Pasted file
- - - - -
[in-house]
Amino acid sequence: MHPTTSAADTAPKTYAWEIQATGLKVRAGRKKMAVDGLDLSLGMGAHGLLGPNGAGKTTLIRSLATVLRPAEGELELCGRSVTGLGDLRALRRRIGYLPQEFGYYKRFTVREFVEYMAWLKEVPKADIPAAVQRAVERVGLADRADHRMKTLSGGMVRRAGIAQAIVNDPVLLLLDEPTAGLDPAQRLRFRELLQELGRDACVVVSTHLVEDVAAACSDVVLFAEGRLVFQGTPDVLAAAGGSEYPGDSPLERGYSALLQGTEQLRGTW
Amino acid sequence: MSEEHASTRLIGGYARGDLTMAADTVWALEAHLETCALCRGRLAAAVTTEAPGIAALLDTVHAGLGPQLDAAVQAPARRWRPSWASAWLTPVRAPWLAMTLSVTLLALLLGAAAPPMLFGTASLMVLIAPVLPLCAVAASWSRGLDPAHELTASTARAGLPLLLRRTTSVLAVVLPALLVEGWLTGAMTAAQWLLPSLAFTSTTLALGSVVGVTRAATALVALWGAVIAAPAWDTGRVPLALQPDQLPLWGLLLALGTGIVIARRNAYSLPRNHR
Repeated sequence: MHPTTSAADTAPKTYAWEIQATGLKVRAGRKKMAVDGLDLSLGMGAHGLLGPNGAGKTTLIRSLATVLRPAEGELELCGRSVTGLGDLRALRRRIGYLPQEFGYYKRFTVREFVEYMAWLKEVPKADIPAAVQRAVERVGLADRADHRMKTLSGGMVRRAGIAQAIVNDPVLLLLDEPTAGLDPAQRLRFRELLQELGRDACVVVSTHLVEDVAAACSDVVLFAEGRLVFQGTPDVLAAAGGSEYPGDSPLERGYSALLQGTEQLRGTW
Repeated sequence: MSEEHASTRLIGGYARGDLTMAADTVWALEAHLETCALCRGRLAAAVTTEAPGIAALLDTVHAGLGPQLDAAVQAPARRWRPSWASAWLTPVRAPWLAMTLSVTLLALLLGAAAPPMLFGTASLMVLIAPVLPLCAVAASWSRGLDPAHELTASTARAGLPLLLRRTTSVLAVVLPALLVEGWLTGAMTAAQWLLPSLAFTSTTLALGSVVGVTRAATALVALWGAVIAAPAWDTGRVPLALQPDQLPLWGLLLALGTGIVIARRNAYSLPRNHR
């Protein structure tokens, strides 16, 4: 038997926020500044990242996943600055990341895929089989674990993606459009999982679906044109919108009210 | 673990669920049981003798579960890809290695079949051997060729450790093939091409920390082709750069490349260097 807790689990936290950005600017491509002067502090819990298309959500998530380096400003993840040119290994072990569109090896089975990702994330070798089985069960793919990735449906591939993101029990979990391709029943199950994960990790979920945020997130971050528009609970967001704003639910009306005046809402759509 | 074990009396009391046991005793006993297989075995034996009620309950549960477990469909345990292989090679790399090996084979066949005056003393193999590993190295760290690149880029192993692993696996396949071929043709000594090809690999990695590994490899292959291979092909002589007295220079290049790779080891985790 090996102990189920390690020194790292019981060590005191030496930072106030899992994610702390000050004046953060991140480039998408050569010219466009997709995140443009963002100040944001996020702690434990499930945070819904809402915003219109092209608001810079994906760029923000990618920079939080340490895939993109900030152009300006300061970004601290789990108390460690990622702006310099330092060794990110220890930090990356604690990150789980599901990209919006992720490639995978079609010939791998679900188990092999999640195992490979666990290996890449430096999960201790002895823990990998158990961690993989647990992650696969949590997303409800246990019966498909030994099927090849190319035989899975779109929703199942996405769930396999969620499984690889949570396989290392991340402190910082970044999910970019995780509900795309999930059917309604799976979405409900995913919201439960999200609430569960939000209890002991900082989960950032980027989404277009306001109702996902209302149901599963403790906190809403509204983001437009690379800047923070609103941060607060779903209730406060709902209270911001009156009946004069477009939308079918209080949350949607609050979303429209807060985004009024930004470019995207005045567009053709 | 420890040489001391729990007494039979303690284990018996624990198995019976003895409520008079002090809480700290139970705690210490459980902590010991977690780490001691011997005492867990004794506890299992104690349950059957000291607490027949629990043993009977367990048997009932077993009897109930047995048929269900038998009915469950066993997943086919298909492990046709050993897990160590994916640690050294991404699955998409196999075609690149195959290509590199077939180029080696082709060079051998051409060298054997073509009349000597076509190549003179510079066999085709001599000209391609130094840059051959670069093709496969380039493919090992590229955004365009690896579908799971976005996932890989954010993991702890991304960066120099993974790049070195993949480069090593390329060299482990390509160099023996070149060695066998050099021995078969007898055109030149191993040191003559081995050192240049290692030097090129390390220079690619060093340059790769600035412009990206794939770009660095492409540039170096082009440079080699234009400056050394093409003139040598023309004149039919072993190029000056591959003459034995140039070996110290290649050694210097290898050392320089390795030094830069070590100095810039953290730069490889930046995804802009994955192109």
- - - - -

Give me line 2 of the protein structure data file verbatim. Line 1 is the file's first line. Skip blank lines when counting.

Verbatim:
Amino acid sequence: MHPTTSAADTAPKTYAWEIQATGLKVRAGRKKMAVDGLDLSLGMGAHGLLGPNGAGKTTLIRSLATVLRPAEGELELCGRSVTGLGDLRALRRRIGYLPQEFGYYKRFTVREFVEYMAWLKEVPKADIPAAVQRAVERVGLADRADHRMKTLSGGMVRRAGIAQAIVNDPVLLLLDEPTAGLDPAQRLRFRELLQELGRDACVVVSTHLVEDVAAACSDVVLFAEGRLVFQGTPDVLAAAGGSEYPGDSPLERGYSALLQGTEQLRGTW